How Bass Players Can Stay Healthy

25 02 2010

Bass player health is a topic that’s widely overlooked. How could you possibly hurt yourself playing an instrument? And is it really possible to injure yourself so badly that you can risk ruining your career as a musician?


Playing bass isn’t always riffs and giggles. Bass players can suffer from a range of health problems, including carpal tunnel, tendonitis, tennis elbow, neck, arm and back problems and even focal dystonia, a rare condition that causes the muscles (usually of the hand in bassists) to lock up, sometimes permanently.

Personally, I have definitely hurt myself playing my beloved instrument. I’ve split fingertips and torn fingernails using improper slapping techniques, and I have developed minor tennis elbow, carpal tunnel and other wrist problems due to playing with improper form for over a year.

Once I realized that the pain I was experiencing could get worse, and could possibly stop me from playing bass, I set out to research how to stay healthy while playing bass, and how to manage and—better yet—avoid these problems altogether.

So without further ado, here are some quick tips for staying healthy while slappin’ de bass:

  • Always warm up before you play. Start with your whole body (anything to get your blood pumping), and do some full-body stretches. Next, warm up your fingers by playing chromatic scales until your hands are relaxed and warm to the touch. Never, ever play with cold hands.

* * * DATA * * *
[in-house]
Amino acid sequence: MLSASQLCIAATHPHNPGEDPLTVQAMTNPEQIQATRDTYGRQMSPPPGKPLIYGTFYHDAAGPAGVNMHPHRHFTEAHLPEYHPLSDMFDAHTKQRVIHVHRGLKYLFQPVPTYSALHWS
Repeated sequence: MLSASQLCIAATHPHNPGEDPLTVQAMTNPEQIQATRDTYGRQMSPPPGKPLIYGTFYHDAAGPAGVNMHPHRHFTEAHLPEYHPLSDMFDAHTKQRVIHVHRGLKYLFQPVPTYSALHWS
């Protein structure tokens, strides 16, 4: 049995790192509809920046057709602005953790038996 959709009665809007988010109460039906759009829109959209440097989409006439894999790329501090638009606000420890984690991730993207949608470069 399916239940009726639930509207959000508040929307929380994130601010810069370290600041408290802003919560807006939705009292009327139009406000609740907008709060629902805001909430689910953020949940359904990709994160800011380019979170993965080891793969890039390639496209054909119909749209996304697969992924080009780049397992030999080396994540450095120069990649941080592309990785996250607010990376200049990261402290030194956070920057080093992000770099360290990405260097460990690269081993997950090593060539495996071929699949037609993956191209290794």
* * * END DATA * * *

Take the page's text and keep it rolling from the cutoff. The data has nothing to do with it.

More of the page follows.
• Take frequent breaks. Drink water, stretch, move around. Also, if you can, break your practice time into segments, with each segment focusing on a different technique. This way you’re less likely to overdo it, and more likely to take breathers and relax in between jam sessions.
  • Be conscious of what your body is telling you while you’re playing your instrument. Think about your posture and remember to breathe regularly (you’d be surprised how much you might tend to hold your breath while concentrating on a difficult solo). Pay attention to any excess tension you feel in your muscles, and work to correct it by changing your posture or technique.
  • Play songs appropriate to your skill level. While it’s important to lightly challenge yourself, don’t attempt the most difficult song you can find when you’re just learning how to play. Not only will you most likely become frustrated, you run the risk of pushing tendons and muscles too far and injuring yourself before you really even get started.
  • Choose an instrument that fits your body. Playing an instrument that is too large or too heavy for you can cause you to overcompensate, straining muscles and possibly leading to back, neck, and shoulder pain.
  • Finally, do not play through the pain. If you’re playing a song and your left arm is going numb or the tendons of your hands feel inflamed, take a break. If the pain continues to persist even though you’ve been following the above guidelines, seek out a physician knowledgeable about musicians’ injuries.

For more info on musician’s health, check out this website, which has a ton of links to other informative websites and lots of suggested warm-up routines.